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The unemployment rate for San Diego County jumped to 10.5% in June, up from a revised 10.1% in May, according to the Employment Development Department. The county lost 1,200 jobs during the month. Federal government employment was down 3,000, greatly reflecting census workers whose temporary jobs ran out. Leisure and hospitality jobs rose 2,000. Compared with June of last year, the county lost 12,500 jobs, down 1%.

On the national scene, the University of Michigan consumer sentiment index plunged to 66.5 in early July from 76 in late June, hitting the lowest level since August of last year. The stock market is down around 2.5%, partly on the consumer news.

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Comments

SurfPuppy619 July 16, 2010 @ 1:16 p.m.

Now use the U-6 rate and it's 22%.

Take out the jobs that pay minimum wage or less than $10 an hour, then take out the jobs that have no benefits and ladt take out public employees and then the true private sector UE rate is emerges-90% I bet.

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Don Bauder July 16, 2010 @ 3:46 p.m.

Response to post #1: I'll take that bet. Private sector unemployment, even including the low-paying, non-benefits jobs, is not 90%. As to San Diego, economist Kelly Cunningham (see post above), says that if you include San Diegans who have stopped looking for work because they can't find it, and are working part-time although they desire full-time jobs, the unemployment rate in the county is 18%. That figure was calculated before today's announcement, which wouldn't change it much. San Diego's unemployment rate rose from below 4% in late 2006 to 11.1% in January of this year -- an unprecedented near-tripling of the rate in only four years. Best, Don Bauder

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SurfPuppy619 July 16, 2010 @ 4:09 p.m.

Kelly Cunningham (see post above), says that if you include San Diegans who have stopped looking for work because they can't find it, and are working part-time although they desire full-time jobs, the unemployment rate in the county is 18%

That is the U-6 UE rate, and it is usually double the "OFFICIAL" U-3 UE rate, so 18% may be close, but a little low.

I was being sarcastic with the 90% claim, but If you do take out the gov employees, there are very few Californians making a decent living. The median annual private sector income is $33K.

Now how many in the private sector are making $50K or above, which would allow a comfortable, but not lavish, San Diego lifestyle??? It is not a high %%.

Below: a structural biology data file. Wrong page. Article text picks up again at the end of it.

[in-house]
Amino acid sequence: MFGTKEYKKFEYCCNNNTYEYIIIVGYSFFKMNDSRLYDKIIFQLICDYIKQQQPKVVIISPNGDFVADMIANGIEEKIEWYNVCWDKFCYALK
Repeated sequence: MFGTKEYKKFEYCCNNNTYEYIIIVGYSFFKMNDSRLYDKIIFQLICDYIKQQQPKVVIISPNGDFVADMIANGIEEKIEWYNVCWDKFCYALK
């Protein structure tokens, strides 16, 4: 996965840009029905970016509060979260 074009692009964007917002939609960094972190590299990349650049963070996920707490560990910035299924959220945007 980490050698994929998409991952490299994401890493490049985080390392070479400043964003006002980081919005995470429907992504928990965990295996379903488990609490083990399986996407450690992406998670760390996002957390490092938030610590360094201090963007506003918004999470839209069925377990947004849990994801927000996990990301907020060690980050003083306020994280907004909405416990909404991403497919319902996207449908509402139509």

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Don Bauder July 16, 2010 @ 10:17 p.m.

Response to post #3: There are government data on San Diego salaries, broken down by kind of work (dentist, bricklayer, etc.). I have had columns on that. I think the average (perhaps it's median) was around $45,000 two years ago. Best, Don Bauder

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SurfPuppy619 July 16, 2010 @ 11:11 p.m.

There are government data on San Diego salaries, broken down by kind of work (dentist, bricklayer, etc.). I have had columns on that. I think the average (perhaps it's median) was around $45,000 two years ago

I would like to see the numbers if you can find the source.

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Don Bauder July 17, 2010 @ 8:58 a.m.

Response to post #5: I will try to dig them out. Best, Don Bauder

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Don Bauder July 18, 2010 @ 11:22 a.m.

NOTE TO SURFPUPPY: According to 2008 data from the Bureau of Labor Statistics, the average salary in San Diego was $47,250 at that time. That BLS report lists hundreds of occupations and their salaries for many metro areas. You can find it online. I have devoted at least two columns to statistics from that report, which you can find by going to the Reader search box. Dates: Feb. 17, 2010 and Sept. 23, 2009. Best, Don Bauder

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a2zresource July 18, 2010 @ 1:15 p.m.

Personally, my private tutoring business is seeing an upturn lately, on minimal advertising (my "$5/hour" bulletin board posts at San Diego City College).

Curiously, I'm getting inquiries whether I can teach Algebra I/II to the point that non-students can jump into the system and challenge those courses through admissions testing ("Yes, I can!"). I've also been asked about and am doing pre-reading in Sociology, Psychology and Anatomy, all on projected Fall Semester enrollments. I suspect that students who skipped Algebra I in favor of direct enrollment in Statistics for Psychology will lead to rather lucrative group tutoring sessions in the Fall Semester as well.

I recently received happy news from my Mesa College algebra client regarding his acceptance into the competitive-admission radiology program there...

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SurfPuppy619 July 18, 2010 @ 4:24 p.m.

According to 2008 data from the Bureau of Labor Statistics, the average salary in San Diego was $47,250 at that time

Yes, I have a link to one of the articles I keep copied now that I see your number.

I am pretty shocked at the $47K. Obviously it includes gov jobs which skews the number upward, but that is still higher than I woudl have guessed, even accounting for gov jobs......

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Don Bauder July 18, 2010 @ 9:48 p.m.

Response to post #8: If you're knowledgeable in algebra, sociology, psychology, and anatomy, I would say you qualify as a Renaissance Man. Best, Don Bauder

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Don Bauder July 18, 2010 @ 9:50 p.m.

Response to post #9: If you go to the BLS data, you will be able to compare government salaries with those in the private sector -- in San Diego and in other metro areas. Best, Don Buder

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